TimesOC: Santa Ana apologizes for 1906 Chinatown fire
Hello and welcome to TimesOC Bulletin.
Today is Friday, May 6. I’m Ben Brazil, bringing you the latest roundup of Orange County news and events.
More than a century ago, city officials in Santa Ana chose to burn down the city’s Chinatown after a man was diagnosed with leprosy.
My colleague Gabriel San Román wrote this week about the racist incident and how the city hopes to atone for past sins.
In 1906, the city council held an emergency meeting after Wong Woh Ye was quarantined with leprosy, though it is now disputed whether he actually had the disease. Following recommendations from the city’s board of health, the council unanimously decided to have the fire marshal set fire to Chinatown.
San Román noted that the incident occurred amid a long-running effort against the city’s Chinese residents following the Chinese Exclusion Act of 1882. The city was also looking to build a new hotel town on the site. Disturbingly, the Los Angeles Times called the Chinatown fire “as picturesque an event as imaginable”.
Now, the current progressive Santa Ana City Council is hoping to make amends. The council this week discussed preparing a formal apology and creating a memorial. Councilman Johnathan Ryan Hernandez, Planning Commissioner Alan Woo, Deputy City Manager Steven Mendoza and Councilwoman Thai Viet Phan worked on the apology project, San Román wrote.
“We just want to do what’s right and acknowledge past wrongs,” said Phan, who is Santa Ana’s first Vietnamese American counselor. “I felt that was really important to me as someone trying to do their best to revitalize our Asian American heritage in the city.”
Woo thought the apology came at the right time as there had been an explosion of anti-Asian racism across the country. In 2020, there was an 1,800% increase in reported anti-Asian American hate incidents in Orange County, according to the Orange County Human Relations Commission.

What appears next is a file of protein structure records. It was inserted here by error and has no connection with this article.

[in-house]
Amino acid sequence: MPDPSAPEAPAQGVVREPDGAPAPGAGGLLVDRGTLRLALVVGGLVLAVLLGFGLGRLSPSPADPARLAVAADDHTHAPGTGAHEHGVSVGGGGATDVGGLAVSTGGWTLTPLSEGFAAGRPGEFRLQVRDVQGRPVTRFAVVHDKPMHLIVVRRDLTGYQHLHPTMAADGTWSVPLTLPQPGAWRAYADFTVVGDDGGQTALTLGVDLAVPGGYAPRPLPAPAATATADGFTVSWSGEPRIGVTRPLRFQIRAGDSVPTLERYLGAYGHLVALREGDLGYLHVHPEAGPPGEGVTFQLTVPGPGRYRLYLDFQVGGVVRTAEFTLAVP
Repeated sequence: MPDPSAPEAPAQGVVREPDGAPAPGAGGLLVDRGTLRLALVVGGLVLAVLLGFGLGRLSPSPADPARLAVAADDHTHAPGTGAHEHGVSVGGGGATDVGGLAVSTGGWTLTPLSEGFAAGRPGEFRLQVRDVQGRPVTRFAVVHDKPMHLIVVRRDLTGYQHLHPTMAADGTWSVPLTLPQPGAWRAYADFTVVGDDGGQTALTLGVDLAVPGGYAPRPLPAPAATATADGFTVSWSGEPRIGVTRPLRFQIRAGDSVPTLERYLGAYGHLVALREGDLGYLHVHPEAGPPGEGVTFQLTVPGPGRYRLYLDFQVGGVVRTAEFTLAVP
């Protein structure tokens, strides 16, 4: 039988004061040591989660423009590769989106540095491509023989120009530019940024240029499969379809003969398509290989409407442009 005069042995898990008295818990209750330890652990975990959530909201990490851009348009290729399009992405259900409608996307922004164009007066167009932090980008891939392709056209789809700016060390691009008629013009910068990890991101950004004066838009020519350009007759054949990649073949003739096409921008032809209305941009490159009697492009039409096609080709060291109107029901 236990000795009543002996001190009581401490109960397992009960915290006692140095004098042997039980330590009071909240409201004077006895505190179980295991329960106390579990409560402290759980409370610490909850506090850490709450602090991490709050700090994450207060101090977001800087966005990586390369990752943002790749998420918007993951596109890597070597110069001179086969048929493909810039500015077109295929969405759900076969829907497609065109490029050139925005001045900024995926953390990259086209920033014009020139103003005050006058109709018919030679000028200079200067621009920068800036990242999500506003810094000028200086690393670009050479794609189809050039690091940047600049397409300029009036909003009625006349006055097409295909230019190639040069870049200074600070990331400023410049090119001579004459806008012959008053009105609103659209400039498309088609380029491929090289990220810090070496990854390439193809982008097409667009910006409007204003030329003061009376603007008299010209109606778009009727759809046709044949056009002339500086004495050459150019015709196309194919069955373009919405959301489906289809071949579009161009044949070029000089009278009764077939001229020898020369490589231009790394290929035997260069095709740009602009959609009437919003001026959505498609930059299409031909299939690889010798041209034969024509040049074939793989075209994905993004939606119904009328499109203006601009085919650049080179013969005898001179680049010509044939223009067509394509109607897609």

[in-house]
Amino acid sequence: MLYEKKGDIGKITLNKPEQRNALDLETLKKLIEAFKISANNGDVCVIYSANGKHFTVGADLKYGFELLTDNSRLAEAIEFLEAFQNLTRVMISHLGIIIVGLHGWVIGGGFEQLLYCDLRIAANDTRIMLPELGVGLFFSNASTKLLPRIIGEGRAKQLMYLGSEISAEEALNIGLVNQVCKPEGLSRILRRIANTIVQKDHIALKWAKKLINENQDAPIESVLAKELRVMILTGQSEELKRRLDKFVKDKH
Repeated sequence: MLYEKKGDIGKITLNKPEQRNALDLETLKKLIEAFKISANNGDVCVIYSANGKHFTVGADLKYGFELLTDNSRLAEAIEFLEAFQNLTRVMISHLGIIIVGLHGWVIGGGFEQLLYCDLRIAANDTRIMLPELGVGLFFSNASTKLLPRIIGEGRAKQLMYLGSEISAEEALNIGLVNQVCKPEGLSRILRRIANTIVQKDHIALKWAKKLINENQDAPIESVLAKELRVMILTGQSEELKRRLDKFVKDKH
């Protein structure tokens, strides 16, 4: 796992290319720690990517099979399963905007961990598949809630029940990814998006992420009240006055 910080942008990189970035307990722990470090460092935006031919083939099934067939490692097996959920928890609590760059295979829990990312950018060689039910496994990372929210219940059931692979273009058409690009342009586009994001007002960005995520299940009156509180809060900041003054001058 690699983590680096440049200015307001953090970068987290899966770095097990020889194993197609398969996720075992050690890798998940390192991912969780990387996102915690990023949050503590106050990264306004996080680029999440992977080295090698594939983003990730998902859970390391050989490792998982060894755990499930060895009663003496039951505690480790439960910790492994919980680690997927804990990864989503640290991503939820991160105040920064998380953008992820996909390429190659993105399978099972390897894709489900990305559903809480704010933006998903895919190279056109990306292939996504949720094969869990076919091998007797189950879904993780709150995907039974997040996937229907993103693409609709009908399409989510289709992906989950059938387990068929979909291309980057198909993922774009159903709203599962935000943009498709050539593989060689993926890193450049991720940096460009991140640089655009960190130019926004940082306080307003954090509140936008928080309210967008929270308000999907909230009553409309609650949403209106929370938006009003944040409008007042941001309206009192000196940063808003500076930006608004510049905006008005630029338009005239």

Council members support the allocation of funds for a future Chinatown fire memorial. However, the apology will likely be voted on later this month, which is Asian American and Pacific Islander Heritage Month.
“People’s democracy has been used against Chinese Americans,” Woo said. “That deserves an apology. The lives of more than 200 Chinese immigrants have been affected by this decision.
NO MORE NEWS
The first Vietnamese American elected to public office in the United States was honored this week when a park was renamed in his honor. Tony Lam made history when he claimed a seat on Westminster City Council in 1992. Lam, who fled his home country after the Vietnam War, has always watched over his community. While on the council, he helped Vietnamese immigrants obtain business licenses, pushed for the establishment of a center for the elderly, and helped establish “Little Saigon” as a landmark.
Tustin officials this week opened a future community resource center and short-term transitional housing for the homeless. The project will be led by Family Promise of Orange County, an organization that mobilizes faith community volunteers to end homelessness in OC, my colleague Sarah Mosqueda wrote. “Homelessness is such an issue that affects Tustin, Orange County and the whole nation, frankly,” Tustin Mayor Austin Lumbard said. “Anytime we can collaborate in a public-private partnership to do something like this, we’re moving towards solutions for homelessness.”
After helping to establish cancer treatment facilities at Hoag Hospital, Newport Beach philanthropist Sandy Sewell died late last month at the age of 87. Decades ago, Sewell and a group of women founded a donor support group for the Hoag Cancer Center. This group has raised more than $23 million for the Hoag Family Cancer Institute since its inception, wrote journalist Sara Cardine. The topic of cancer was important to Sewell, who was a breast cancer survivor.